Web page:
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Generally, the lower the number of stops the better the timing plan

"Signal timing and Coordination Strategies Under Varying Traffic Demands" (2012)

Nevada Department of Transportation, Report No. 235-11803

REDUCING EMISSIONS BY MINIMIZING STOP RATES

Stop rate is the average number of stops a driver has to make while driving along the entire arterial.

Stop rates are directly related to CO2 emissions. The more times the vehicle stops the more CO2 its internal combustion engine emits.

That happens because every stop is followed by acceleration, which contributes to CO2 emissions more than any other of four driving modes.

Bar graph of emissions in different modes
Fig_Emm2_newcolors.png

Gray strips correspond to the share of cars passing through the (i-1)-th intersection but forced to stop at the i-th one.

Coordination itself does not guarantee minimal stop rate.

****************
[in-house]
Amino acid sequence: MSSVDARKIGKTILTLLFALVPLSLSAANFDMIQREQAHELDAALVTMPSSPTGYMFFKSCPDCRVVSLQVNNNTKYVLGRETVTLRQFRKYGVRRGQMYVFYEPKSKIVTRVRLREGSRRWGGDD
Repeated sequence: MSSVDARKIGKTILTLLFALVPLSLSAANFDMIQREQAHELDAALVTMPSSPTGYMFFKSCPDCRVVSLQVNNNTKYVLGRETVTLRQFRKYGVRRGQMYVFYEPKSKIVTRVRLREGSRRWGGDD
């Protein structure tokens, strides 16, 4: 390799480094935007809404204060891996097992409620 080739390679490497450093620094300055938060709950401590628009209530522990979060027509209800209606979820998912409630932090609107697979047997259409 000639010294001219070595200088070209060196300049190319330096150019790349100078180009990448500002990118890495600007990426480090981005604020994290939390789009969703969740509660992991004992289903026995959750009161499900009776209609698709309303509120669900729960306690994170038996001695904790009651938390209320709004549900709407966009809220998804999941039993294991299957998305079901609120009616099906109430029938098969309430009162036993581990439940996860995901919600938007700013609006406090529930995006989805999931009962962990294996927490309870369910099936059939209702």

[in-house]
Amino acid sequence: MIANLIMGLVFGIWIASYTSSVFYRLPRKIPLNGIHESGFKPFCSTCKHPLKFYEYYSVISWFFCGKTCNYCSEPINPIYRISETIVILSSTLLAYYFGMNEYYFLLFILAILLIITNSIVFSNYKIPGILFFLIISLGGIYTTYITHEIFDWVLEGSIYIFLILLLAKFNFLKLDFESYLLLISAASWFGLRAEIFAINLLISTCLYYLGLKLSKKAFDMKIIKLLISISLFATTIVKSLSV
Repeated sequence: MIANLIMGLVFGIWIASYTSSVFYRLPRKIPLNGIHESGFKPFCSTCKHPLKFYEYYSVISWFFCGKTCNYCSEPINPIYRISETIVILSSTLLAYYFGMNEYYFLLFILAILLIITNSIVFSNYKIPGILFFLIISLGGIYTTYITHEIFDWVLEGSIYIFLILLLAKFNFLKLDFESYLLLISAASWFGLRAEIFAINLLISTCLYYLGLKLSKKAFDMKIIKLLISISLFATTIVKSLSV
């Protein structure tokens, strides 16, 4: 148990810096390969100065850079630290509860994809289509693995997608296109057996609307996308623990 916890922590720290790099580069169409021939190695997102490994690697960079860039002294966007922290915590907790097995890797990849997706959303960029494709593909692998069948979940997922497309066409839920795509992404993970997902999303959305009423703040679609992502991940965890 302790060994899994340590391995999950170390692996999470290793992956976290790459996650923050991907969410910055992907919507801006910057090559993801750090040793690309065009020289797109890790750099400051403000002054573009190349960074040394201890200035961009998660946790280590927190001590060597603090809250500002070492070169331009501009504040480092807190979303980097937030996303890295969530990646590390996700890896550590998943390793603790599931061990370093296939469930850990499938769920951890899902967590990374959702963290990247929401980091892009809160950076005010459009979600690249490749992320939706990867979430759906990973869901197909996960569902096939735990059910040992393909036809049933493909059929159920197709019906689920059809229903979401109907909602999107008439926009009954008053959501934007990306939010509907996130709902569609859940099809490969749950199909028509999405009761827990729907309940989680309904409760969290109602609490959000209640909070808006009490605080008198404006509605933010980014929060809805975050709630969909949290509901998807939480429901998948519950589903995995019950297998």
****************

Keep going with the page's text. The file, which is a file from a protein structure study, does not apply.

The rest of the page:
There is usually more than one set of offsets providing a particular pair of bandwidths. We can shift the green time intervals within certain limits at some intersections, without changing the bandwidths. With that, we change the stop rate.

This way we can reduce it by half or even more sometimes.

GTS minimizes average vehicle stop rate by means of an embedded Dynamic Programming algorithm 

Tunnel exit in Sofia
Comparison of the inbound and outbound traffic flows during the day

   The ratio between two opposite traffic flows changes during the day.

    By changing offsets accordingly to the current situation in such a way as to minimize average stop rate we reduce emissions substantially.

For this example calculations show:

Comparison of the stop rate and CO2 emissions in Sofia with and without application of Green Traffic Software
Busy street in Sofia
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